Patterson-UTI has been cited more than 110 times for "serious" safety violations in the past decade, according to OSHA, but only twice since 2015.

In September 2011, the regulator said it would fine Patterson-UTI $72,600 for four serious and two repeat safety violations, noting "the company repeatedly has exposed its workers to a variety of safety violations that could easily cause serious injuries."

That penalty came four months after it was cited for violations following the death of a worker in Cotulla, Texas.


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Craig Castille  |  January 30, 2018
You got regulations wrong! Federal Regulators still require 3rd party BOP verifications but are contemplating NOT having BAVOs, BSEE approved verification organizations. BAVOs will limit entry of good people, add excessive burden on Regulators, drive up cost and add NO practical value. The trust but verify culture will still exist.
Brian Sweeney  |  January 29, 2018
First and formost God bless the people and their families who lost their lives trying to make a living. I don't know the details, but it seems that cutting corners, cutting costs, has become the norm for the industry. This may not be the case this time , but I see it all the time in the Marcellus and Utica region. Hurry up, cut the cost of anything and get it done. Maybe we need to slow down and take a closer look at the whole picture.
Alan Fortune  |  January 29, 2018
WHY is this company still operating? Fines DO NOT deter ANY offender in any offence. Terminate the executive licences forever, and any other supervisors involved.
LEONARD HUMPHREY  |  January 29, 2018
Appears to be a screwup as there is enough safety equipment to control these type of problems aka blowout preventers, mud weight and others. Apparently an offset well had problems probably from the same formation so this group shpuld have been ready so the blame here goes all the way up if they were not ready. My sympathy to the families involved.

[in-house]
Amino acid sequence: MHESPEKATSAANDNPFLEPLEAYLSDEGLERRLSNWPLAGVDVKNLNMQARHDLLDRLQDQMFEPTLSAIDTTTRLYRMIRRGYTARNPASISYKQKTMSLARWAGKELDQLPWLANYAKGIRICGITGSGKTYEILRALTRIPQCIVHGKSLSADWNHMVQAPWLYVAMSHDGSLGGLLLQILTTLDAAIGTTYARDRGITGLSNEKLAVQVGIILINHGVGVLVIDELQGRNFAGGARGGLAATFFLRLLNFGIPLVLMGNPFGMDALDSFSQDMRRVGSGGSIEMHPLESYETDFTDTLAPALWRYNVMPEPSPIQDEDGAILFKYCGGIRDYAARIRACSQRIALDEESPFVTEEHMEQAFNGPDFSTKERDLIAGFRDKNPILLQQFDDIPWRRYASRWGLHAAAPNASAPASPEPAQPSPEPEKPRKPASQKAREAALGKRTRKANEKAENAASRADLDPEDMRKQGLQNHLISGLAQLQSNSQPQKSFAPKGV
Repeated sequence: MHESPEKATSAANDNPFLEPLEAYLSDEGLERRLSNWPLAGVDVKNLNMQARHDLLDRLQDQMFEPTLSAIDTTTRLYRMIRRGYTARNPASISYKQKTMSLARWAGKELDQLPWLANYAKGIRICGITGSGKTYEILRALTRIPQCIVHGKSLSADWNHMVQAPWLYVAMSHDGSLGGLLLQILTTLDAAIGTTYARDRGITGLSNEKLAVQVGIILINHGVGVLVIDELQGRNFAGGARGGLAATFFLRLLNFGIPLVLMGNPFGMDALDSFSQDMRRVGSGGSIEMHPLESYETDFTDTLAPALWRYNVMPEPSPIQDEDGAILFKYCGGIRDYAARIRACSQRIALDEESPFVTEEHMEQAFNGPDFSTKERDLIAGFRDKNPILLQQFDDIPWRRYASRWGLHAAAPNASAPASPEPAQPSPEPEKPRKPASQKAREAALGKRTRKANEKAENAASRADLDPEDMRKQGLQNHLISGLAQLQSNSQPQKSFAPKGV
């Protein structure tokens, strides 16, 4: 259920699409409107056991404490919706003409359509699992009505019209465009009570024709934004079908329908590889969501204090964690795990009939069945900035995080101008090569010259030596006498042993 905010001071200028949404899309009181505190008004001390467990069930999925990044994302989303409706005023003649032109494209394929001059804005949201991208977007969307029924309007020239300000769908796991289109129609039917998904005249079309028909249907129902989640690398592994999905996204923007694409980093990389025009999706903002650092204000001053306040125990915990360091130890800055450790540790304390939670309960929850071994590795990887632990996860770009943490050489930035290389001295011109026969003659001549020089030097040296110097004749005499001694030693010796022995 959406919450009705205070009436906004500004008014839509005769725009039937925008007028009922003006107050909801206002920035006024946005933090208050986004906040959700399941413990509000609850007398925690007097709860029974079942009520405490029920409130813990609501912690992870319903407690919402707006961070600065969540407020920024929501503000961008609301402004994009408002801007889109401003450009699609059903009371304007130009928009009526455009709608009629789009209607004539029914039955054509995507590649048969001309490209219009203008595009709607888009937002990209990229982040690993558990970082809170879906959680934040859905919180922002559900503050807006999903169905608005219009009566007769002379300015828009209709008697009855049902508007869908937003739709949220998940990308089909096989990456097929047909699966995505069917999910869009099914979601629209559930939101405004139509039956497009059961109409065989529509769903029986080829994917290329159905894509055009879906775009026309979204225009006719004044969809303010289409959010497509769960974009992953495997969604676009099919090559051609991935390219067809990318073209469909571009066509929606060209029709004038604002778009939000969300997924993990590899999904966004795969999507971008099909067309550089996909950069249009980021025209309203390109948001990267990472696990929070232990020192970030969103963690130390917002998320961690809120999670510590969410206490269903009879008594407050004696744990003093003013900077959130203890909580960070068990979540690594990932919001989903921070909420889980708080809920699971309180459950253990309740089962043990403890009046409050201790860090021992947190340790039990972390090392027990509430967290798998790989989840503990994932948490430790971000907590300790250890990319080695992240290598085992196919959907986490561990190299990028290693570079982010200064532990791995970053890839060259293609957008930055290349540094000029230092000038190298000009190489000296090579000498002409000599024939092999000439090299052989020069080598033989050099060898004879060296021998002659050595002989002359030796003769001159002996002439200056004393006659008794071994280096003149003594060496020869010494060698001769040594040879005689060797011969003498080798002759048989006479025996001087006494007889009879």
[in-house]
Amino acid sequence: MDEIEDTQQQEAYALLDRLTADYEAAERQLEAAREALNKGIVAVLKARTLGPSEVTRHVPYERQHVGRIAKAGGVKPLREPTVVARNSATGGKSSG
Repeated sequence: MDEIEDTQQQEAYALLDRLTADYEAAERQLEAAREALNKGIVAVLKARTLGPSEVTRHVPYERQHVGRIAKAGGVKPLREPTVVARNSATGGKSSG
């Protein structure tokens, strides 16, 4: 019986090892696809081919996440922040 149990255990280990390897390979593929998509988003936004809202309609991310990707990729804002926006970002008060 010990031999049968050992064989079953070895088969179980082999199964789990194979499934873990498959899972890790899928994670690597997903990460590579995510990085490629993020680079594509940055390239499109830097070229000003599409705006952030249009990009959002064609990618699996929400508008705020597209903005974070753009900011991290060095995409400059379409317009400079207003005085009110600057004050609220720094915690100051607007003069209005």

BrianMaingot  |  January 29, 2018
I note that there is no mention of who the service company was drilling the well if there was one. Was this a vertical well that Patterson-UTI was drilling, or was it a directional well? If it was a directional well who was the directional service company?
Richard  |  January 29, 2018
Not a very good hatchet job trying to drop in the reference to removal of 3rd party oversight of BOP’s utilized on federal leases. This did not apply in Oklahoma since onshore wells are regulated by the state and not the federal government. Not sure why you had to even raise this issue. Especially since the article reference the contractor and not the equipment.
Christian Cuen  |  January 27, 2018
Has the writer of this piece, and I use that term literally, calculated the amount of man hours worked in relation to the incidents? If he did he would find we have a very well established safety culture in the oil fields. Yes the work can be dangerous, but it’s our chosen profession and we all do our very best to see our friends and colleagues get home to their families safely. The writers views are so extremely narrow, I’ve killed literally dozens of wells just in the last several years without incident. Calculate wells killed to blowouts and you may find we do an excellent job in preventing incidents like this very sad tragedy.